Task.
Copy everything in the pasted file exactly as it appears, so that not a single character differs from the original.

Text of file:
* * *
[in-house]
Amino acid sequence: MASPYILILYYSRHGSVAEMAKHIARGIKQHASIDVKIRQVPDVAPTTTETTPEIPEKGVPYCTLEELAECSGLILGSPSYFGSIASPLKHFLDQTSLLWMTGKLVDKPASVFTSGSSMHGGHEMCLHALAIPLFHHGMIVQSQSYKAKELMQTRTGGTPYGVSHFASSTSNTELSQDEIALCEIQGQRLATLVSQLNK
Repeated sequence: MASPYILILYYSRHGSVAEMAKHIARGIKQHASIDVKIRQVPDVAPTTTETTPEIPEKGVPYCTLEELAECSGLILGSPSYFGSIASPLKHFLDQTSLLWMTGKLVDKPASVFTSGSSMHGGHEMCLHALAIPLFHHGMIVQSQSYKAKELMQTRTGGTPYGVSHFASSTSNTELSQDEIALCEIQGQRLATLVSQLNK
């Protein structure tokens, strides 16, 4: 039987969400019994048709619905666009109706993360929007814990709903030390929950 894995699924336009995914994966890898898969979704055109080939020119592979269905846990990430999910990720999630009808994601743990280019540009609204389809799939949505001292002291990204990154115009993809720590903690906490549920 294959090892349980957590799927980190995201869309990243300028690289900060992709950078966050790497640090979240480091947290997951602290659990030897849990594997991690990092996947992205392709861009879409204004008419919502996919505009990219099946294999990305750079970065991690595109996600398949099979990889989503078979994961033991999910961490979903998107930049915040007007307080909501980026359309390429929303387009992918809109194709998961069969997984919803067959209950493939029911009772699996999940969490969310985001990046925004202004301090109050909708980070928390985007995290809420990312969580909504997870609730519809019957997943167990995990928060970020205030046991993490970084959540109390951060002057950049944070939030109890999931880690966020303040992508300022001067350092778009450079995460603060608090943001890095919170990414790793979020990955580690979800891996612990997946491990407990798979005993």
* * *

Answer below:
[in-house]
Amino acid sequence: MASPYILILYYSRHGSVAEMAKHIARGIKQHASIDVKIRQVPDVAPTTTETTPEIPEKGVPYCTLEELAECSGLILGSPSYFGSIASPLKHFLDQTSLLWMTGKLVDKPASVFTSGSSMHGGHEMCLHALAIPLFHHGMIVQSQSYKAKELMQTRTGGTPYGVSHFASSTSNTELSQDEIALCEIQGQRLATLVSQLNK
Repeated sequence: MASPYILILYYSRHGSVAEMAKHIARGIKQHASIDVKIRQVPDVAPTTTETTPEIPEKGVPYCTLEELAECSGLILGSPSYFGSIASPLKHFLDQTSLLWMTGKLVDKPASVFTSGSSMHGGHEMCLHALAIPLFHHGMIVQSQSYKAKELMQTRTGGTPYGVSHFASSTSNTELSQDEIALCEIQGQRLATLVSQLNK
């Protein structure tokens, strides 16, 4: 039987969400019994048709619905666009109706993360929007814990709903030390929950 894995699924336009995914994966890898898969979704055109080939020119592979269905846990990430999910990720999630009808994601743990280019540009609204389809799939949505001292002291990204990154115009993809720590903690906490549920 294959090892349980957590799927980190995201869309990243300028690289900060992709950078966050790497640090979240480091947290997951602290659990030897849990594997991690990092996947992205392709861009879409204004008419919502996919505009990219099946294999990305750079970065991690595109996600398949099979990889989503078979994961033991999910961490979903998107930049915040007007307080909501980026359309390429929303387009992918809109194709998961069969997984919803067959209950493939029911009772699996999940969490969310985001990046925004202004301090109050909708980070928390985007995290809420990312969580909504997870609730519809019957997943167990995990928060970020205030046991993490970084959540109390951060002057950049944070939030109890999931880690966020303040992508300022001067350092778009450079995460603060608090943001890095919170990414790793979020990955580690979800891996612990997946491990407990798979005993």